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Beyond Control

This is a presentation of the case for challenging complacency and reconsidering the extent to which British law has interpreted abortion and constructed a medical model in such a way as to place the control over access to abortion services with the medical profession. Recognizing that abortion has slipped from the political (and specifically feminist) agenda, at least in the UK, the author argues that this systematic "medicalization" of abortion has rendered women powerless. She acknowledges that "repoliticizing" abortion - and recognizing how gender affects how power is exercised over women - creates its own risks and may mean that feminists face a potentially lethal backlash. But, she maintains, the failure to do so could close down avenues of choice and control at a time when fundamentalist pressures to eliminate abortion are becoming increasingly powerful. This critique of the medical, legal and political issues surrounding abortion in the UK, reflects the changes, both insidious and profound, in the range of medical technologies available (including RU486), in case law, legal theory and feminist thinking since Keown's 1988 study "Abortion, Doctors and the Law".
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Table of Contents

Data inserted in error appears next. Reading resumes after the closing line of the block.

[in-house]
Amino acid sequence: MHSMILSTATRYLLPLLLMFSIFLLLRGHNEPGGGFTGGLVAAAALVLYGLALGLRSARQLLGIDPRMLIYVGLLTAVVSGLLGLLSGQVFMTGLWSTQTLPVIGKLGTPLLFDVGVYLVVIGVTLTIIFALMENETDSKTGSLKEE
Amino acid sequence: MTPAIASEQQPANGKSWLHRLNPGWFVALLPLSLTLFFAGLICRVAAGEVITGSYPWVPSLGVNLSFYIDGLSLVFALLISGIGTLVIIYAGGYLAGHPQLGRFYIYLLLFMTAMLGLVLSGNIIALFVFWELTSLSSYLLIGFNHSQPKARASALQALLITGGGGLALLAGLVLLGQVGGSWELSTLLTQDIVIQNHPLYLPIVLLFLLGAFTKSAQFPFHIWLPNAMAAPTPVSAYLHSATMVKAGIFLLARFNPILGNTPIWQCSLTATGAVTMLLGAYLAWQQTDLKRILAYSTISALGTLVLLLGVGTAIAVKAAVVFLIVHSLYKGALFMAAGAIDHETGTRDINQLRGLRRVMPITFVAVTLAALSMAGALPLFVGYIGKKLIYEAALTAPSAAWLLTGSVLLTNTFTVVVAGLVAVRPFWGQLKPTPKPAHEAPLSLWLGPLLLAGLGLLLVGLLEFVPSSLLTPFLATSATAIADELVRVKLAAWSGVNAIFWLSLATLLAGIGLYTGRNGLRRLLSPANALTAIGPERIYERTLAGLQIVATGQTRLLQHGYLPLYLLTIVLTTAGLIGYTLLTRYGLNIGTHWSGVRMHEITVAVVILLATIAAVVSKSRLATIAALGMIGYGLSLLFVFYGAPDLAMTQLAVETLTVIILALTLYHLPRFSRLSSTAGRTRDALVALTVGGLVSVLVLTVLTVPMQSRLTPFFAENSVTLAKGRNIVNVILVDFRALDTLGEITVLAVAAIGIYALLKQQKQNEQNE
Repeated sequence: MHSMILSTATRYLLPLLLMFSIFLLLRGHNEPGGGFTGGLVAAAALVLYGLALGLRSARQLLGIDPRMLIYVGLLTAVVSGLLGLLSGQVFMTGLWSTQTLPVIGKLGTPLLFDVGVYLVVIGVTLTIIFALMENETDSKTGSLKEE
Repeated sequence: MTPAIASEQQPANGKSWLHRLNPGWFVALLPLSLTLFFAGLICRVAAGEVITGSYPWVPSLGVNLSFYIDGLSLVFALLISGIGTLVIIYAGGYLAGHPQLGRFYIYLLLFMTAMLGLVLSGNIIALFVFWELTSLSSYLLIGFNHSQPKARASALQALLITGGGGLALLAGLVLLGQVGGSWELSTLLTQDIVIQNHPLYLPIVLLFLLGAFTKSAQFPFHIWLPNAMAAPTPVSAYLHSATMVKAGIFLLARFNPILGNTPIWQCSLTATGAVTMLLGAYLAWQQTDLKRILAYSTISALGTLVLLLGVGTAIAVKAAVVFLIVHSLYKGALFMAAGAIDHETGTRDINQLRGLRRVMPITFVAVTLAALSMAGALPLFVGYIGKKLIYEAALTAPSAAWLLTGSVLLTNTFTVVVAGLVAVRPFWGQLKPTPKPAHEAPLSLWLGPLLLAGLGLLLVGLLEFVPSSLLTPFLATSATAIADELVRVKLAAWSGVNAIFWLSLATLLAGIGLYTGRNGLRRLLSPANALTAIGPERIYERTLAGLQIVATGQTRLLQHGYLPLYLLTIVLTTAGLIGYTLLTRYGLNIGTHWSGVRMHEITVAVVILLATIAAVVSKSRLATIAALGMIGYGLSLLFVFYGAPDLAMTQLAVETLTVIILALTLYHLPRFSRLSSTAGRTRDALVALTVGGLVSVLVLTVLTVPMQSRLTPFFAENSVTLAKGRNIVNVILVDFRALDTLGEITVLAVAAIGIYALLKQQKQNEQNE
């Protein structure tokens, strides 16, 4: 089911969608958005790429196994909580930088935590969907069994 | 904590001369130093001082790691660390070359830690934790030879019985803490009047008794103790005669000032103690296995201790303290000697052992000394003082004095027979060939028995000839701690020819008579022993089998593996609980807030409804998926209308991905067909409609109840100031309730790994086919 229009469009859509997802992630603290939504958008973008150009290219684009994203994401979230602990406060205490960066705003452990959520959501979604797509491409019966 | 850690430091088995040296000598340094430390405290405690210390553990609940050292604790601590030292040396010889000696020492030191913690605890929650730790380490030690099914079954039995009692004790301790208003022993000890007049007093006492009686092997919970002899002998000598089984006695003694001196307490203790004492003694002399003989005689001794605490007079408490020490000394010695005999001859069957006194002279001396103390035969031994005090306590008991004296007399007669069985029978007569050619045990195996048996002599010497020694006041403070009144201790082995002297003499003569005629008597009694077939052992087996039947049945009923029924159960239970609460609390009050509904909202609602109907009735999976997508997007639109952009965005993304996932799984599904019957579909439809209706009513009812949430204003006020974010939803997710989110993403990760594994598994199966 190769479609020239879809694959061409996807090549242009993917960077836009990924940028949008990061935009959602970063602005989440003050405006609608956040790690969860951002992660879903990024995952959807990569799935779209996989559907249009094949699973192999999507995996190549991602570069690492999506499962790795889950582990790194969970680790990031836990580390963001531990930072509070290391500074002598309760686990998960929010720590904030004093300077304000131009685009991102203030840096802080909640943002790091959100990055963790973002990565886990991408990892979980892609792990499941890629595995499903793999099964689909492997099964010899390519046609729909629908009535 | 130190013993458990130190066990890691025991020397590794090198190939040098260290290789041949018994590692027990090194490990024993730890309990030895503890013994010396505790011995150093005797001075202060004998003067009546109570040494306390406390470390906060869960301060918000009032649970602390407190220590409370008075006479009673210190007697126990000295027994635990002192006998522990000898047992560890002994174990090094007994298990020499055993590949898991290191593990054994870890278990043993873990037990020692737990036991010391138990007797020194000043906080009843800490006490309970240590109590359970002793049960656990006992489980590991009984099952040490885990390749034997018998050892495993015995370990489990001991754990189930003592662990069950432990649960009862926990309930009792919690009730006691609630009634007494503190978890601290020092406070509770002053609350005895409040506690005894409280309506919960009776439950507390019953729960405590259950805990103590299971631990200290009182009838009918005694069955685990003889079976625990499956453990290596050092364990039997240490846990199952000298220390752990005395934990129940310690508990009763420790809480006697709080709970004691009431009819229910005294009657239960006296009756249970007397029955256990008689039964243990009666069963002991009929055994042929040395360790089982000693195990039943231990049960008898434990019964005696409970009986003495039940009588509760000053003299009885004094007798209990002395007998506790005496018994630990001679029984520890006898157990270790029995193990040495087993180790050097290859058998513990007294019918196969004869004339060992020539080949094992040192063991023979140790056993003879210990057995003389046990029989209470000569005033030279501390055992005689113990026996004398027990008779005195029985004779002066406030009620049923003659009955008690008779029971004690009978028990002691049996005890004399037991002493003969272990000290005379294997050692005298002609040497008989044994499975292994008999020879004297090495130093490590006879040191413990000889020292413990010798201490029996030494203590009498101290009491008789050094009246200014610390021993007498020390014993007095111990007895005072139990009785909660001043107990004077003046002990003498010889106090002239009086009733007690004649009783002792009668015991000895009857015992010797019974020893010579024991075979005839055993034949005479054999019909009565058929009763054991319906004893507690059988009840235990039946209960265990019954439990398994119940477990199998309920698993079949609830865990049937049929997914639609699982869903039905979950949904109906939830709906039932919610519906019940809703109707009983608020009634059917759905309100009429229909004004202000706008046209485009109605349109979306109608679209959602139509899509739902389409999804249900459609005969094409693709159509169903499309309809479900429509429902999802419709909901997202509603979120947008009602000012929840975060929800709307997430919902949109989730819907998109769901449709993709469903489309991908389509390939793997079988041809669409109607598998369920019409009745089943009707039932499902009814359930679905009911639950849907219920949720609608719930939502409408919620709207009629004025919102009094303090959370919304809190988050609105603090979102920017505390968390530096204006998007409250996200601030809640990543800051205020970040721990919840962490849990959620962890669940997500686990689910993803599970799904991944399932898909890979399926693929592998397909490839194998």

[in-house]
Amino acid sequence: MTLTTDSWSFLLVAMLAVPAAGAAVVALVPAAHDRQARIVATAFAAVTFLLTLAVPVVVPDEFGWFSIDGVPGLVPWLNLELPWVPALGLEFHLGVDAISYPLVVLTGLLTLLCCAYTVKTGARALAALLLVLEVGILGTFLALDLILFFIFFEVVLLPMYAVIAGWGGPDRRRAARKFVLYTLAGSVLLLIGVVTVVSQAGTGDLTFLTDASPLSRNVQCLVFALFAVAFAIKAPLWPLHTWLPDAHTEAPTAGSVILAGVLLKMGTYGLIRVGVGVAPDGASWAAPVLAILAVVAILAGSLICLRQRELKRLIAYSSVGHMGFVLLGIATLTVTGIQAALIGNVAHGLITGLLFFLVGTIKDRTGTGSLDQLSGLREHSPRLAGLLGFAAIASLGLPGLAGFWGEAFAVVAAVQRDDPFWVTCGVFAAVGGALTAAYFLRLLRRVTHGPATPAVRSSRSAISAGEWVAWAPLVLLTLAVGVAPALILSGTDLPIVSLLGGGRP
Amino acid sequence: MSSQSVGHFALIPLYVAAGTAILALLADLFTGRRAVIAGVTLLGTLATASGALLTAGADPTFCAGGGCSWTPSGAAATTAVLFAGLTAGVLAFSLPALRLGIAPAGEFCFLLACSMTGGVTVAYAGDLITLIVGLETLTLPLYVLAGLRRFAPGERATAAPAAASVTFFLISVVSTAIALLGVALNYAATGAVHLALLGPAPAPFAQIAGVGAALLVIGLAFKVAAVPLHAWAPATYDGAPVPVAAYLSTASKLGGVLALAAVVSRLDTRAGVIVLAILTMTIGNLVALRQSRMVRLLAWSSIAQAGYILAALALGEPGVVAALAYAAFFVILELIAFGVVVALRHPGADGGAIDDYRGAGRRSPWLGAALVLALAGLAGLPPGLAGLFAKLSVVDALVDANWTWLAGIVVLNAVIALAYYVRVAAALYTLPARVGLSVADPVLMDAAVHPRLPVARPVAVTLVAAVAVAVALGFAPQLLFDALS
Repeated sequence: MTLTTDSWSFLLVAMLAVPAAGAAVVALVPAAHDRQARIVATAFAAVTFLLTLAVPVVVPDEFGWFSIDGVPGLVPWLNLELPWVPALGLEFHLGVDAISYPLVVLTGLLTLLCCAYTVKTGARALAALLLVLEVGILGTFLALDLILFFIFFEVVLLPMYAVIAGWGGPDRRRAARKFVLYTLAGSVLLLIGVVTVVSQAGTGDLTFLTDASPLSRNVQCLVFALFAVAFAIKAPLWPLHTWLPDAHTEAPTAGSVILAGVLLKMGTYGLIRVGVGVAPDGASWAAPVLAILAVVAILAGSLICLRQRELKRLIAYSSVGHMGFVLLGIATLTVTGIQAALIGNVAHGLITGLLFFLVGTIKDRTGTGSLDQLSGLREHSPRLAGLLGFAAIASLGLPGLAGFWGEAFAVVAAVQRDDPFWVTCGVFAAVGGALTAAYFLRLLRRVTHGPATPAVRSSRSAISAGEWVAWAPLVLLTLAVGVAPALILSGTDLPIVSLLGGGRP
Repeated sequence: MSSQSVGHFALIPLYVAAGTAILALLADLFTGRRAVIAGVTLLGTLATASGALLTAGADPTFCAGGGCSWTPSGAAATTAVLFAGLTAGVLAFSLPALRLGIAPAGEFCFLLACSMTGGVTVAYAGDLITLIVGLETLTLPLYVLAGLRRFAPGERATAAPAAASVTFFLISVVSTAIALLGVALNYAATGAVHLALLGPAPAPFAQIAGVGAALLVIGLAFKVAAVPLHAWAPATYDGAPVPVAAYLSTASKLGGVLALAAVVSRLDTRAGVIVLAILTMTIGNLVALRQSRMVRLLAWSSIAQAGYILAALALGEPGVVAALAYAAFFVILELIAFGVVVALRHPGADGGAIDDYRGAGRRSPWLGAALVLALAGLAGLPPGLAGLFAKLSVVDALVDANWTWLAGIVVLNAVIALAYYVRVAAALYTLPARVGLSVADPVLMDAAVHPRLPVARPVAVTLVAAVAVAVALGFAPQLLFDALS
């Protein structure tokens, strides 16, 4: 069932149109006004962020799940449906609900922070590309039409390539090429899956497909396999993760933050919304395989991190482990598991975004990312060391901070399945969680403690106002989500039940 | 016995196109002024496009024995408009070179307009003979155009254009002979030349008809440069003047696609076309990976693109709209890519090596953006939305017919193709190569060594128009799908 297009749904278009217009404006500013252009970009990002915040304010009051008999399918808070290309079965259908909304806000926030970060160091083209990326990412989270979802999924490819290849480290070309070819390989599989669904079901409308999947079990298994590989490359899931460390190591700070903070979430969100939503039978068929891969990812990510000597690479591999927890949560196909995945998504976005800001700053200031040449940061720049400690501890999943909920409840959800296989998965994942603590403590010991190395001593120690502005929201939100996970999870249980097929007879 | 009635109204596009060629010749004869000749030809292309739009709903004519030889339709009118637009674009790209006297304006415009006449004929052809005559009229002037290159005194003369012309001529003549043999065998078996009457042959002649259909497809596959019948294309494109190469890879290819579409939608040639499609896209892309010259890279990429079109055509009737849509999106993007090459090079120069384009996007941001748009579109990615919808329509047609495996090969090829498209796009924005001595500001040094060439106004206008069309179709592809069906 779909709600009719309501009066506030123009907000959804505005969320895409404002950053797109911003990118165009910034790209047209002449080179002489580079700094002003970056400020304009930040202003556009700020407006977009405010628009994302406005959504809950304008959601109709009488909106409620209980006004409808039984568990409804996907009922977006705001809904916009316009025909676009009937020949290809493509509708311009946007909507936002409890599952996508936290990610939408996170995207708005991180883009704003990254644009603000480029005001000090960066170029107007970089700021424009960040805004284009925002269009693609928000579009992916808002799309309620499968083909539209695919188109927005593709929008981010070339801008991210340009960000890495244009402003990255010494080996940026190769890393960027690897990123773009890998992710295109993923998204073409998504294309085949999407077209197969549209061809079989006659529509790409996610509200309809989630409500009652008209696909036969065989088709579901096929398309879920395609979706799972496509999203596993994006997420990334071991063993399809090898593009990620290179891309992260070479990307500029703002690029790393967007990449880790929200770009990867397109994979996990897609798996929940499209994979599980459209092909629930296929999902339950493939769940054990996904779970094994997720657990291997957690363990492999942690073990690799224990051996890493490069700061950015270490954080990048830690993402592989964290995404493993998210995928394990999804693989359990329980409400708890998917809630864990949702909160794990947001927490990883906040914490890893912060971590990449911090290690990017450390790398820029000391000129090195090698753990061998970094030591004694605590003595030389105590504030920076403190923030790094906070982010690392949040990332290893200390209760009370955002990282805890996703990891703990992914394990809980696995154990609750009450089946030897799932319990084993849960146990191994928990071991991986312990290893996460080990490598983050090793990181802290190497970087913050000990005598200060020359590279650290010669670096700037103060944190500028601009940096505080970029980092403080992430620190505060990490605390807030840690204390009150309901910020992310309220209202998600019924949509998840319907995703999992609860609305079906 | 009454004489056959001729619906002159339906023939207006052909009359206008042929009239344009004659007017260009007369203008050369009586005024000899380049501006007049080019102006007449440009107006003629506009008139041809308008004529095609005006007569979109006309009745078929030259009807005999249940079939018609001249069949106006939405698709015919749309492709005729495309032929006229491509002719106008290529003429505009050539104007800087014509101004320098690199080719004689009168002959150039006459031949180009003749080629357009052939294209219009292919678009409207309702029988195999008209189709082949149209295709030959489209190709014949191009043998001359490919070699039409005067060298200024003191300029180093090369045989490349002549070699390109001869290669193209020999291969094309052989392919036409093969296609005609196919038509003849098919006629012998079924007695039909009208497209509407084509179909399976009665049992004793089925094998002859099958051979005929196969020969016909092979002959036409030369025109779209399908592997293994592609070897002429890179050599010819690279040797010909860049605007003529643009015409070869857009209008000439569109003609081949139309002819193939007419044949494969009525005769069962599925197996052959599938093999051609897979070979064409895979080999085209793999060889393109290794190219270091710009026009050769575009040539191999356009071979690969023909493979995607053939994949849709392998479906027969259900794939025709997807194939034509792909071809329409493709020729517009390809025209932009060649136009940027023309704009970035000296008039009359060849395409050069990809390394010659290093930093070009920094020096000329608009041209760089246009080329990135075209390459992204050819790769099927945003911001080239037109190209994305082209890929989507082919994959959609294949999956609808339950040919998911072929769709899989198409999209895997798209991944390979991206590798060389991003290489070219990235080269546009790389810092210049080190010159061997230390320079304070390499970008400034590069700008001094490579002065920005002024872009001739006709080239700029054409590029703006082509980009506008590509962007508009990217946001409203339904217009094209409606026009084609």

Table of Cases Table of Statutes Acknowledgments 1. Abortion in Britain: Thirty Years On 2. The Abortion Act (1967): A Permissive and Liberatory Reform? 3. 'Tarts and Tired Housewives': the Abortion Act and the Regulation of Femininity 4. Abortion, Reproduction and the Deployment of Medical Power 5. The Judicial Protection of Medical Discretion 6. The Human Fertilisation and Embryology Act (1990): Winning the Battles but Losing the War? 7. The Regulation of Antiprogestin Terminations 8. Conclusions Appendix 1: The Abortion Act (1967), unamended Appendix 2: The Abortion Act (1967), as amended in 1990 Bibliography Index

About the Author

Sally Sheldon lectures in law at Keele University. She has written on abortion law for Social and Legal Studies, Feminist Legal Studies and is a contributor to Law and Body Politics, edited by Bridgeman and Millus (1995).


'An excellent text which is essential reading for anyone interested in abortion' -- International Journal of Law, Policy and the Family 'A welcome injection of energy into feminist thinking on UK abortion law' -- Women's Health

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